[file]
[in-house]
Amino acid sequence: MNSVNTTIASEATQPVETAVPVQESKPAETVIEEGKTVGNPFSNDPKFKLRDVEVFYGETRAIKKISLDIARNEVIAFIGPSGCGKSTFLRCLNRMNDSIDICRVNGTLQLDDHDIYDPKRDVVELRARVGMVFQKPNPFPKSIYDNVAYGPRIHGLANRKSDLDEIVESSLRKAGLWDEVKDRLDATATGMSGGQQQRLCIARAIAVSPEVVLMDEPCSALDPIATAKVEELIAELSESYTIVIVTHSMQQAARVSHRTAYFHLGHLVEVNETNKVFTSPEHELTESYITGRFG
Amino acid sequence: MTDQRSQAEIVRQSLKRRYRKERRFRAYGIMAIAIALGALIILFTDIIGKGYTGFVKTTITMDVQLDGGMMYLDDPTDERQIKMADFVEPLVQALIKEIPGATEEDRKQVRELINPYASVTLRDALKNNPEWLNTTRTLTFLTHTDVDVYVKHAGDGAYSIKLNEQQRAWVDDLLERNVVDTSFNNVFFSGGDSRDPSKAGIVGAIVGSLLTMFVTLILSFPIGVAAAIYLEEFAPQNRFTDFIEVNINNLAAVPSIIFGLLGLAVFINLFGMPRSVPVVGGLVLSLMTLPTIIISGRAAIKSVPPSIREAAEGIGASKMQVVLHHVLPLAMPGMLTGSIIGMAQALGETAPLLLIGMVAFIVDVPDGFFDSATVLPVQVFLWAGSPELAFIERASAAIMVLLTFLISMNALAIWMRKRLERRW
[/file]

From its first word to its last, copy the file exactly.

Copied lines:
[in-house]
Amino acid sequence: MNSVNTTIASEATQPVETAVPVQESKPAETVIEEGKTVGNPFSNDPKFKLRDVEVFYGETRAIKKISLDIARNEVIAFIGPSGCGKSTFLRCLNRMNDSIDICRVNGTLQLDDHDIYDPKRDVVELRARVGMVFQKPNPFPKSIYDNVAYGPRIHGLANRKSDLDEIVESSLRKAGLWDEVKDRLDATATGMSGGQQQRLCIARAIAVSPEVVLMDEPCSALDPIATAKVEELIAELSESYTIVIVTHSMQQAARVSHRTAYFHLGHLVEVNETNKVFTSPEHELTESYITGRFG
Amino acid sequence: MTDQRSQAEIVRQSLKRRYRKERRFRAYGIMAIAIALGALIILFTDIIGKGYTGFVKTTITMDVQLDGGMMYLDDPTDERQIKMADFVEPLVQALIKEIPGATEEDRKQVRELINPYASVTLRDALKNNPEWLNTTRTLTFLTHTDVDVYVKHAGDGAYSIKLNEQQRAWVDDLLERNVVDTSFNNVFFSGGDSRDPSKAGIVGAIVGSLLTMFVTLILSFPIGVAAAIYLEEFAPQNRFTDFIEVNINNLAAVPSIIFGLLGLAVFINLFGMPRSVPVVGGLVLSLMTLPTIIISGRAAIKSVPPSIREAAEGIGASKMQVVLHHVLPLAMPGMLTGSIIGMAQALGETAPLLLIGMVAFIVDVPDGFFDSATVLPVQVFLWAGSPELAFIERASAAIMVLLTFLISMNALAIWMRKRLERRW